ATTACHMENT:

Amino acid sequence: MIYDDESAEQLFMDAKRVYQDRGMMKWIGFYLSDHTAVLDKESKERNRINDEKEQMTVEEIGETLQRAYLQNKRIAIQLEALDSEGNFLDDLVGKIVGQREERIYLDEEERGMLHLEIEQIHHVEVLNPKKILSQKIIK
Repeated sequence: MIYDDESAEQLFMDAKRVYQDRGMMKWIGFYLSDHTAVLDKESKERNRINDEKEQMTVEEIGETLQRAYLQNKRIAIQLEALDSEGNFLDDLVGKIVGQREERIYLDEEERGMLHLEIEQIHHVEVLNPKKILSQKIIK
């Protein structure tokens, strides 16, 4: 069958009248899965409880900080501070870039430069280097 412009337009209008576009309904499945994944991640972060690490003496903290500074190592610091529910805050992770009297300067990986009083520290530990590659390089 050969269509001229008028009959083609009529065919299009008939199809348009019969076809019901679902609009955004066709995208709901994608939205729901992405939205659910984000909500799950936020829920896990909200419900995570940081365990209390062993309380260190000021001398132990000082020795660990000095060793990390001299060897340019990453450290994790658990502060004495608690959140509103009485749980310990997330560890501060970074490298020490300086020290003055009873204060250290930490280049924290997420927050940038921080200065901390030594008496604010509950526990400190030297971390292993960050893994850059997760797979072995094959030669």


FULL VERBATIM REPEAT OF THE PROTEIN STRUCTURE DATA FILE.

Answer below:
Amino acid sequence: MIYDDESAEQLFMDAKRVYQDRGMMKWIGFYLSDHTAVLDKESKERNRINDEKEQMTVEEIGETLQRAYLQNKRIAIQLEALDSEGNFLDDLVGKIVGQREERIYLDEEERGMLHLEIEQIHHVEVLNPKKILSQKIIK
Repeated sequence: MIYDDESAEQLFMDAKRVYQDRGMMKWIGFYLSDHTAVLDKESKERNRINDEKEQMTVEEIGETLQRAYLQNKRIAIQLEALDSEGNFLDDLVGKIVGQREERIYLDEEERGMLHLEIEQIHHVEVLNPKKILSQKIIK
């Protein structure tokens, strides 16, 4: 069958009248899965409880900080501070870039430069280097 412009337009209008576009309904499945994944991640972060690490003496903290500074190592610091529910805050992770009297300067990986009083520290530990590659390089 050969269509001229008028009959083609009529065919299009008939199809348009019969076809019901679902609009955004066709995208709901994608939205729901992405939205659910984000909500799950936020829920896990909200419900995570940081365990209390062993309380260190000021001398132990000082020795660990000095060793990390001299060897340019990453450290994790658990502060004495608690959140509103009485749980310990997330560890501060970074490298020490300086020290003055009873204060250290930490280049924290997420927050940038921080200065901390030594008496604010509950526990400190030297971390292993960050893994850059997760797979072995094959030669």